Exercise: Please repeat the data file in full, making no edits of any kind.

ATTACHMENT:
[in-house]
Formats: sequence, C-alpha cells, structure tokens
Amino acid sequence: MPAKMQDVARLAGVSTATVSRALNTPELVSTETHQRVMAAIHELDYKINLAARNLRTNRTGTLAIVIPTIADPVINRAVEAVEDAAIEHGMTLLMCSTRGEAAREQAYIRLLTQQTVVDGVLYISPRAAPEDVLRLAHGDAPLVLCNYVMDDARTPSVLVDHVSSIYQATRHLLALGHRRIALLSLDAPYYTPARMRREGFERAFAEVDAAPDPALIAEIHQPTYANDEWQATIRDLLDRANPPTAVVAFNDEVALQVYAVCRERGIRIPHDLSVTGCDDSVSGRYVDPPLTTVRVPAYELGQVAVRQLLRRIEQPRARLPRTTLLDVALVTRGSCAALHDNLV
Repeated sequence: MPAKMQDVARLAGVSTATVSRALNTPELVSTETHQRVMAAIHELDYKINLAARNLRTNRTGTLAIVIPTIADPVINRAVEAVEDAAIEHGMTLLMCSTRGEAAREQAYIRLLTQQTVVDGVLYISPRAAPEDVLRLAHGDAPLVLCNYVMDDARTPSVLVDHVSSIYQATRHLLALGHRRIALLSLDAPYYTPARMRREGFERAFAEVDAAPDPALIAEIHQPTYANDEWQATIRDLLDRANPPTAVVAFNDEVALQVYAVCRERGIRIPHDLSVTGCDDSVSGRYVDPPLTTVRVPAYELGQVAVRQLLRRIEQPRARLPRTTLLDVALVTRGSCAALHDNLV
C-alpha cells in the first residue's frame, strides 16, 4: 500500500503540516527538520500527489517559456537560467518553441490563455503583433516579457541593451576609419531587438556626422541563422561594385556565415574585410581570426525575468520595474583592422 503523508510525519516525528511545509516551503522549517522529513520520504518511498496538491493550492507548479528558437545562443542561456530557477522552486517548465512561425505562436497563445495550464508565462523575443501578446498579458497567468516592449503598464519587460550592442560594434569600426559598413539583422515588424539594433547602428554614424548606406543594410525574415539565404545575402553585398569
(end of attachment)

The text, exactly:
[in-house]
Formats: sequence, C-alpha cells, structure tokens
Amino acid sequence: MPAKMQDVARLAGVSTATVSRALNTPELVSTETHQRVMAAIHELDYKINLAARNLRTNRTGTLAIVIPTIADPVINRAVEAVEDAAIEHGMTLLMCSTRGEAAREQAYIRLLTQQTVVDGVLYISPRAAPEDVLRLAHGDAPLVLCNYVMDDARTPSVLVDHVSSIYQATRHLLALGHRRIALLSLDAPYYTPARMRREGFERAFAEVDAAPDPALIAEIHQPTYANDEWQATIRDLLDRANPPTAVVAFNDEVALQVYAVCRERGIRIPHDLSVTGCDDSVSGRYVDPPLTTVRVPAYELGQVAVRQLLRRIEQPRARLPRTTLLDVALVTRGSCAALHDNLV
Repeated sequence: MPAKMQDVARLAGVSTATVSRALNTPELVSTETHQRVMAAIHELDYKINLAARNLRTNRTGTLAIVIPTIADPVINRAVEAVEDAAIEHGMTLLMCSTRGEAAREQAYIRLLTQQTVVDGVLYISPRAAPEDVLRLAHGDAPLVLCNYVMDDARTPSVLVDHVSSIYQATRHLLALGHRRIALLSLDAPYYTPARMRREGFERAFAEVDAAPDPALIAEIHQPTYANDEWQATIRDLLDRANPPTAVVAFNDEVALQVYAVCRERGIRIPHDLSVTGCDDSVSGRYVDPPLTTVRVPAYELGQVAVRQLLRRIEQPRARLPRTTLLDVALVTRGSCAALHDNLV
C-alpha cells in the first residue's frame, strides 16, 4: 500500500503540516527538520500527489517559456537560467518553441490563455503583433516579457541593451576609419531587438556626422541563422561594385556565415574585410581570426525575468520595474583592422 503523508510525519516525528511545509516551503522549517522529513520520504518511498496538491493550492507548479528558437545562443542561456530557477522552486517548465512561425505562436497563445495550464508565462523575443501578446498579458497567468516592449503598464519587460550592442560594434569600426559598413539583422515588424539594433547602428554614424548606406543594410525574415539565404545575402553585398569